At WordCamp San Francisco in 2009 Matt Mullenweg was on stage answering audience questions. Someone asked about a recent, fairly serious, bug in WordPress. Matt responded “Well, all bugs have software…” He meant, “All software has bugs” (and quickly corrected himself after a good laugh), but I like the accidental version better.
We will make mistakes. Our designs and code won’t be perfect and our customers will notice. That’s something I’ve been reminded of a lot these past couple weeks as ConvertKit has had more bugs than I would like. These aren’t just code mistakes. Some are times that I don’t get the user experience right. Times that interactions take longer than they should or edge cases aren’t properly thought through.
For about a week I found myself quite frustrated. Was ConvertKit ever going to be stable enough to release?
Yes, of course it will. I just need to remember that all software has bugs, and we need to fix them one by one. Stressing out about it won’t help. Blaming yourself or your development team won’t help either. What will help is finding and fixing the bugs quickly, constantly working to make your application better.
Be the client
With ConvertKit I have the huge luxury of being the designer, product owner, and customer. Most software I work on is built for someone else. Even if I own the product, the client is another company in a different industry. Because of this, to test the application and workflow I have to pretend to be them. I have to try to think and use the application as they would.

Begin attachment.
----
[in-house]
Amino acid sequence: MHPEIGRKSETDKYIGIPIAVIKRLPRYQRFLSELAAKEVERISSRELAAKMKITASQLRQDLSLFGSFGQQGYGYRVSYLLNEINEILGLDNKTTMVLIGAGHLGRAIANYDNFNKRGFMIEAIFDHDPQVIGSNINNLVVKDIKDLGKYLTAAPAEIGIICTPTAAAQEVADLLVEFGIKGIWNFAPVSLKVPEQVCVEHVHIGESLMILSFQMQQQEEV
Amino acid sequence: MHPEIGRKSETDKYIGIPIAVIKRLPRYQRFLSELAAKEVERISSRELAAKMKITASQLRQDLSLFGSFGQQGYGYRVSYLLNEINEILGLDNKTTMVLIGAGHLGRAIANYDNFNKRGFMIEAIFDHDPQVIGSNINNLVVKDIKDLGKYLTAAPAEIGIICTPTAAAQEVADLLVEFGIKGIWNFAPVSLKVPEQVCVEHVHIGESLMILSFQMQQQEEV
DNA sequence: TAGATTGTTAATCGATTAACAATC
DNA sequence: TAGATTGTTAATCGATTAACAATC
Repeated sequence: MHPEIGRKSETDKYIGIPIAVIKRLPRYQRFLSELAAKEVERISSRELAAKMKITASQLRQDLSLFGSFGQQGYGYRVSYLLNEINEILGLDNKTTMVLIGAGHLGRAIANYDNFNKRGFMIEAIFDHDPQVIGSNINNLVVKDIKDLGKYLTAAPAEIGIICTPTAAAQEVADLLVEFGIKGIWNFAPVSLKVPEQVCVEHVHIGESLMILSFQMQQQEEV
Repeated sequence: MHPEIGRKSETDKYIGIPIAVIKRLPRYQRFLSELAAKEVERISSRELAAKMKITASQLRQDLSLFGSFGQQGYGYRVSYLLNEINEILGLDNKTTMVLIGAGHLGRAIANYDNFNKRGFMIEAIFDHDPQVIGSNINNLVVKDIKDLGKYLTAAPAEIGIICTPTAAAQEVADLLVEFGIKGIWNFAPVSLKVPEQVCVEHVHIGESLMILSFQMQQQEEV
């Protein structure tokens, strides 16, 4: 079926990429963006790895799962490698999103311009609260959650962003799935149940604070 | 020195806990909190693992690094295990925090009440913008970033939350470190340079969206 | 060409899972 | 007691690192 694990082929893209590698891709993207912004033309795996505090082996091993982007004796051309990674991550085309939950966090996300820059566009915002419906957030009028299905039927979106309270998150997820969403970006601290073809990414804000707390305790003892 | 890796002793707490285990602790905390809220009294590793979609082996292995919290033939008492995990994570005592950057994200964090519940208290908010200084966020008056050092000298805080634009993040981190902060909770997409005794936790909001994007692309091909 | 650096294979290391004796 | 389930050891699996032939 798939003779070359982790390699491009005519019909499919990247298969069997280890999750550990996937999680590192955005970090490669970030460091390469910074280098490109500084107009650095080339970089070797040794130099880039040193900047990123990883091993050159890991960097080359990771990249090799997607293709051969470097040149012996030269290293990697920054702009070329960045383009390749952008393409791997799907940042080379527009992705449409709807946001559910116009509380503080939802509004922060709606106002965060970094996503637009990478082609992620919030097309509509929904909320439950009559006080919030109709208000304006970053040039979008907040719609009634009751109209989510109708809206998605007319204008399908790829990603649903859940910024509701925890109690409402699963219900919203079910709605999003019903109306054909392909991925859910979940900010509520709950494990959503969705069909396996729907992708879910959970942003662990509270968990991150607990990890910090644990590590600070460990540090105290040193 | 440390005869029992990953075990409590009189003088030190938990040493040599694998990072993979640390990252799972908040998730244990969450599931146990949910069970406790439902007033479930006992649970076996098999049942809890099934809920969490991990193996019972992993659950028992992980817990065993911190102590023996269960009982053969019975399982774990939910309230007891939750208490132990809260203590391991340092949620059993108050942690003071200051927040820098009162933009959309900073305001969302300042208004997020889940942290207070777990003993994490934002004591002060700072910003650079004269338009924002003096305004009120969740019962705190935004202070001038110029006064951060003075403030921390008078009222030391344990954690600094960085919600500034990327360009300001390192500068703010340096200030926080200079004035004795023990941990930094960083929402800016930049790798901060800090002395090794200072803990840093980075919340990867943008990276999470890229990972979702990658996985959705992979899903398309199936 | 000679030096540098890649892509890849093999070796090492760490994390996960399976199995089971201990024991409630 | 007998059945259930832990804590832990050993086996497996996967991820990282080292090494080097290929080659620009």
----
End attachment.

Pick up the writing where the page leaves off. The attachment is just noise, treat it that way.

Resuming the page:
Not so with ConvertKit, and it’s wonderful. The first website to have ConvertKit integrated is my own. As soon as the “Courses” feature was ready I created the first three. I am more eager for each new feature than any of our customers could be.
Building software for yourself makes it so much easier to test the product. Strange interactions, edge-case bugs, and confusing user flows are revealed when you use them every day.
When you are both the client and the owner your product will fall short of expectations, first with the bugs, then with the missing features. When it seems like there is an avalanche of work that needs to be done to make the product sellable, just breathe, then work on the most important thing. When that is done, work on the next most important.
Bug fixes, new features, and more bug fixes will keep your product moving ahead.
Just remember, you are not alone. All bugs have software.
Photo Credit: Matt Mullenweg